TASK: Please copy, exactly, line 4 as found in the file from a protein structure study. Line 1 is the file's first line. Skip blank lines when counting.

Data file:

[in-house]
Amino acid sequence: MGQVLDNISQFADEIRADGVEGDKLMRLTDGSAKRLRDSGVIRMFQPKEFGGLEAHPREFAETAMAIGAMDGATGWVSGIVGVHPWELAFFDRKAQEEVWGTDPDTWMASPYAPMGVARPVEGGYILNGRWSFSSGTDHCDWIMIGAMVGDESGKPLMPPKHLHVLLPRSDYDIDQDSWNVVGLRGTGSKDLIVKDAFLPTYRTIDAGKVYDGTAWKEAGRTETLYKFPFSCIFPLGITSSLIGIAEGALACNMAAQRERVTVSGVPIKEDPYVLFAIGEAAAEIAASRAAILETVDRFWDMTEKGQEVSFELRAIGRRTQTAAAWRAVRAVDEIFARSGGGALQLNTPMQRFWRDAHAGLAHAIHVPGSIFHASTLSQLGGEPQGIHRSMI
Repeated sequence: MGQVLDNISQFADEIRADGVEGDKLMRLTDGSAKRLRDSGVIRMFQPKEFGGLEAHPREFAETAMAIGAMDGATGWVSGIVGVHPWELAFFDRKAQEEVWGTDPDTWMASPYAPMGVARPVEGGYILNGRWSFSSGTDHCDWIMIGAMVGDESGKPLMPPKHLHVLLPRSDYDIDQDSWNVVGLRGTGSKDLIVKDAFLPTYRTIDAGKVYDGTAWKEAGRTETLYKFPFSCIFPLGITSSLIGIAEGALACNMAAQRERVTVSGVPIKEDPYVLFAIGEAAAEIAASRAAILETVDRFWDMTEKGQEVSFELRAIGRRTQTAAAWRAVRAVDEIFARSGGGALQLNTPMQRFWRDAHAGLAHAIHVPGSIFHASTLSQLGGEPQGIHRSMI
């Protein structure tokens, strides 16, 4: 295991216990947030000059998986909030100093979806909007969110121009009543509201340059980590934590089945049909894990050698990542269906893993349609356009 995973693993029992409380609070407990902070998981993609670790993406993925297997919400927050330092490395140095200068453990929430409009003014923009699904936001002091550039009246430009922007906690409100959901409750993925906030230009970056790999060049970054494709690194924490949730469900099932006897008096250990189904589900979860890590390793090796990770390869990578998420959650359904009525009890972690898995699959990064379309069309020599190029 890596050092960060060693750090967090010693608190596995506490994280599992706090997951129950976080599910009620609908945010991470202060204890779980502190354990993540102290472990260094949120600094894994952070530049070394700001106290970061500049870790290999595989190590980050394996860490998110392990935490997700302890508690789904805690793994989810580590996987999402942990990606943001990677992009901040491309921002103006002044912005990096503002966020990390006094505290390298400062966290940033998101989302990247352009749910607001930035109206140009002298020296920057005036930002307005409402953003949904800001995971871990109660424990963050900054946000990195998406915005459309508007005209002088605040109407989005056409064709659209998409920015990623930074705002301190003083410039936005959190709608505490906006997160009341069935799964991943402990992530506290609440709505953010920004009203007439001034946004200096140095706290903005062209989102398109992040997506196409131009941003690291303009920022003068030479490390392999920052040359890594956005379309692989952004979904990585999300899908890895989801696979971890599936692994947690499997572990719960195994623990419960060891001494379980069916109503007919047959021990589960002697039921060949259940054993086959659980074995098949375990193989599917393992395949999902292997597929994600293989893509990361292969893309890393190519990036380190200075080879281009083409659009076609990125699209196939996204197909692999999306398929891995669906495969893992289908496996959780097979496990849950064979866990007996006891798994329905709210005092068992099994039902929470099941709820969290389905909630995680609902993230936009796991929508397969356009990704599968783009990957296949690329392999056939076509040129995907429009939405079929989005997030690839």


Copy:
């Protein structure tokens, strides 16, 4: 295991216990947030000059998986909030100093979806909007969110121009009543509201340059980590934590089945049909894990050698990542269906893993349609356009 995973693993029992409380609070407990902070998981993609670790993406993925297997919400927050330092490395140095200068453990929430409009003014923009699904936001002091550039009246430009922007906690409100959901409750993925906030230009970056790999060049970054494709690194924490949730469900099932006897008096250990189904589900979860890590390793090796990770390869990578998420959650359904009525009890972690898995699959990064379309069309020599190029 890596050092960060060693750090967090010693608190596995506490994280599992706090997951129950976080599910009620609908945010991470202060204890779980502190354990993540102290472990260094949120600094894994952070530049070394700001106290970061500049870790290999595989190590980050394996860490998110392990935490997700302890508690789904805690793994989810580590996987999402942990990606943001990677992009901040491309921002103006002044912005990096503002966020990390006094505290390298400062966290940033998101989302990247352009749910607001930035109206140009002298020296920057005036930002307005409402953003949904800001995971871990109660424990963050900054946000990195998406915005459309508007005209002088605040109407989005056409064709659209998409920015990623930074705002301190003083410039936005959190709608505490906006997160009341069935799964991943402990992530506290609440709505953010920004009203007439001034946004200096140095706290903005062209989102398109992040997506196409131009941003690291303009920022003068030479490390392999920052040359890594956005379309692989952004979904990585999300899908890895989801696979971890599936692994947690499997572990719960195994623990419960060891001494379980069916109503007919047959021990589960002697039921060949259940054993086959659980074995098949375990193989599917393992395949999902292997597929994600293989893509990361292969893309890393190519990036380190200075080879281009083409659009076609990125699209196939996204197909692999999306398929891995669906495969893992289908496996959780097979496990849950064979866990007996006891798994329905709210005092068992099994039902929470099941709820969290389905909630995680609902993230936009796991929508397969356009990704599968783009990957296949690329392999056939076509040129995907429009939405079929989005997030690839």